Epic Games showcased Unreal Engine 5, with its heightened ability to generate realistic graphics in real time on next-generation game platforms from PlayStation 5 to smartphones. Epic Games chief executive Tim Sweeney stated that Unreal Engine 5, which will roll out in 2021, will offer “a real generational leap in new features … [and] will be a straightforward upgrade for anyone working with Unreal Engine 4.” Epic Games also worked closely with Sony so its games can “take full advantage” of the new engine. Continue reading Epic Games Intros Unreal Engine 5 With Dynamic Rendering

Music Streaming Challenges Dominance of In-Vehicle Radio

According to Nielsen, radio reaches 92 percent of Americans over 18 years of age every week. Whereas Netflix and other streaming services have loosened over-the-air TV’s grip on the viewing audience, AM/FM stations still dominate in vehicles. But that might change since the coronavirus has kept millions of Americans from commuting — and listening to radio — while stuck at home. U.S. drivers, who listen to 100 minutes of radio every day on average, are worth $67 in radio industry revenue annually, according to Deloitte. Continue reading Music Streaming Challenges Dominance of In-Vehicle Radio

HPA Tech Retreat: Evolving Security for Media & Entertainment

An increasing concern over content security was the subject of HBO/WarnerMedia productions and content security head Marc Zorn’s talk on “Why Traditional Information Security Doesn’t Fit in Most of Media & Entertainment.” “Film security was based on physical controls,” he said. “Post production began after photography, and threats were primarily from post onwards.” Once the workflow became digital, he added, threats to digital media looked like IT security, “from an IT security professional’s perspective.” Continue reading HPA Tech Retreat: Evolving Security for Media & Entertainment

GlobalFoundries Claims Taiwan Chip Giant Violated Patents

Chip manufacturer GlobalFoundries requested the U.S. International Trade Commission impose an import ban on Taiwan Semiconductor Manufacturing Company (TSMC), part of a multi-front attack. An import ban would impact iPhones, Lenovo laptops and other electronic devices. The company has also filed 25 complaints in courts in the U.S. and Germany, alleging that TSMC violated 12+ patents for chips and chipmaking methods. Apple, Google, Qualcomm, Cisco Systems, Nvidia, Broadcom, Xilinx, Lenovo and Motorola are also named in the suit. Continue reading GlobalFoundries Claims Taiwan Chip Giant Violated Patents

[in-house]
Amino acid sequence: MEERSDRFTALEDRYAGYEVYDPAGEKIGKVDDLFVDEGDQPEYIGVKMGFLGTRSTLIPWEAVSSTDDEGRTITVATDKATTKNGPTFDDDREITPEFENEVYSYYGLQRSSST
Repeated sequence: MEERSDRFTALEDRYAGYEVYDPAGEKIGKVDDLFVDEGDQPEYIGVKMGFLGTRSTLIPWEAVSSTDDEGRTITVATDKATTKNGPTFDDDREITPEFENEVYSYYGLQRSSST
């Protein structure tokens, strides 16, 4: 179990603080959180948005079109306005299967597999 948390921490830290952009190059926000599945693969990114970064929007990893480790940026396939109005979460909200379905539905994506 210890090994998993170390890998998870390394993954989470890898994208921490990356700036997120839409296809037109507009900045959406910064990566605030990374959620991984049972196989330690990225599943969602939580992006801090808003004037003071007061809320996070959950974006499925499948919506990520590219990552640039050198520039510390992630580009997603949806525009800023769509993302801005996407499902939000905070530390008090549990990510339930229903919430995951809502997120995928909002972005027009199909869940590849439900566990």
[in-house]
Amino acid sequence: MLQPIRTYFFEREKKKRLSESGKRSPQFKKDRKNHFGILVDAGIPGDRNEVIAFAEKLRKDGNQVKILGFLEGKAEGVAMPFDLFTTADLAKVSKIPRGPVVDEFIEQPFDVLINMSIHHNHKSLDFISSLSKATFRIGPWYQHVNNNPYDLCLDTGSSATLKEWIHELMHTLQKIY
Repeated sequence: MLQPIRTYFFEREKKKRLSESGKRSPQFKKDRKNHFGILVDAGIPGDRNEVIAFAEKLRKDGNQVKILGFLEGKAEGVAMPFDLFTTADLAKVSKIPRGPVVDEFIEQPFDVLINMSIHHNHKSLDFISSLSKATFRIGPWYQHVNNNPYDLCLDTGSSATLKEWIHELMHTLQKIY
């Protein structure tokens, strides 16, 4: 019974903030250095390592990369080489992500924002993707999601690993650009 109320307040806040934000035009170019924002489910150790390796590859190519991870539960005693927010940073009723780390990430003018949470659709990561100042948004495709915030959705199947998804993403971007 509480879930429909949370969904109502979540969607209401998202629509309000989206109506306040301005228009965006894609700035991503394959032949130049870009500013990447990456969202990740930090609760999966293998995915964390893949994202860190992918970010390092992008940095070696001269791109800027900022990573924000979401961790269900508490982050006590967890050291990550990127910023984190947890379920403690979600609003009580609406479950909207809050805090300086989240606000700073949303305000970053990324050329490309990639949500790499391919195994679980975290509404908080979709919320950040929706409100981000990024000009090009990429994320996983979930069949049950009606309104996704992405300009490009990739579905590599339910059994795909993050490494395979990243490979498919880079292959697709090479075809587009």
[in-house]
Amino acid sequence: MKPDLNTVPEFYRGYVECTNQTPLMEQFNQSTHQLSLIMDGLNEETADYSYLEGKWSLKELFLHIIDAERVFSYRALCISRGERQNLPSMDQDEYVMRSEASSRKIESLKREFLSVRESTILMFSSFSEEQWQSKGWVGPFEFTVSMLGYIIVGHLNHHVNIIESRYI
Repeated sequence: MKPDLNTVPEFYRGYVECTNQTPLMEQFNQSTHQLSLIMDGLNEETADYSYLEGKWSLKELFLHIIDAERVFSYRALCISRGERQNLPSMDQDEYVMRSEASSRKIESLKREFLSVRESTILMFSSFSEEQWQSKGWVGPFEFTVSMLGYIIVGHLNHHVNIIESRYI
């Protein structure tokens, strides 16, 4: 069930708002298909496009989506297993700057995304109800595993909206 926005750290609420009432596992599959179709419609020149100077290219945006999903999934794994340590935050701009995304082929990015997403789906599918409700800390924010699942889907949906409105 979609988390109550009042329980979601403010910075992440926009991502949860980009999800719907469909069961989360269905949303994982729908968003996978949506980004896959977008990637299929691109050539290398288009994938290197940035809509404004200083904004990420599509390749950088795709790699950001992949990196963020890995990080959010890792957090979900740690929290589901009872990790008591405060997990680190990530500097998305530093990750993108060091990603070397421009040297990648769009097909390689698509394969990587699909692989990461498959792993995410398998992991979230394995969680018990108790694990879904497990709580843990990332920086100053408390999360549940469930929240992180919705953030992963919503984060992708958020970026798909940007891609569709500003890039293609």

Spotify Reaches 108M Subs, But Revenue Per User Drops

Top streaming music service Spotify announced that it added 8 million subscribers during the most recent quarter ending in June, bringing its total to 108 million paying subscribers and 232 million monthly active users (paying and non-paying). The subscriber tally includes those who signed up for Spotify’s 30-day free trial. The company also recently launched its biannual campaign that offers the premium service for only $1. As a result, its average revenue per user dropped to $5.42, which is a 1 percent reduction compared to the previous quarter. Continue reading Spotify Reaches 108M Subs, But Revenue Per User Drops

Apple to Pay $1B For Intel’s Smartphone Modem Business

Earlier this week, we reported that Apple was close to a deal to pick up Intel’s 5G mobile chip business. Now it’s official. Apple revealed yesterday that it would spend $1 billion to purchase the majority of the chip giant’s smartphone modem business in a deal expected to close during the fourth quarter. The acquisition, which will provide Apple with new intellectual property, equipment, leases and about 2,200 Intel employees, should help the company gain more control over the development of wireless tech for its iPhones and reduce its reliance on Intel-rival Qualcomm. Continue reading Apple to Pay $1B For Intel’s Smartphone Modem Business

Apple Close to Deal to Buy Intel’s 5G Mobile Chip Business

According to sources, Apple is far along in talks to purchase Intel’s smartphone-modem chip business, a deal valued at $1+ billion. If successfully concluded, the deal would give Apple the means to produce its own chips and Intel’s expertise in 5G modem chips. Apple has long sought to be able to provide its own chips, hiring engineers, including some from Intel, in order to differentiate its phones in a market that has plateaued. Intel would like to sell its smartphone business that has been losing about $1 billion each year. Continue reading Apple Close to Deal to Buy Intel’s 5G Mobile Chip Business

Publishers and Authors Guild Oppose Audible Text Feature

Audible, the audiobook app owned by Amazon, is using machine learning to transcribe audio recordings, so listeners can also read along with the narrator. Audible is promoting it as an educational feature, but some publishers are up in arms, demanding their books be excluded because captions are “unauthorized and brazen infringements of the rights of authors and publishers.” Publishers are concerned that this will lead to fewer people buying physical or e-books if they can get the text with an Audible audiobook. Continue reading Publishers and Authors Guild Oppose Audible Text Feature

Page 1 of 812345678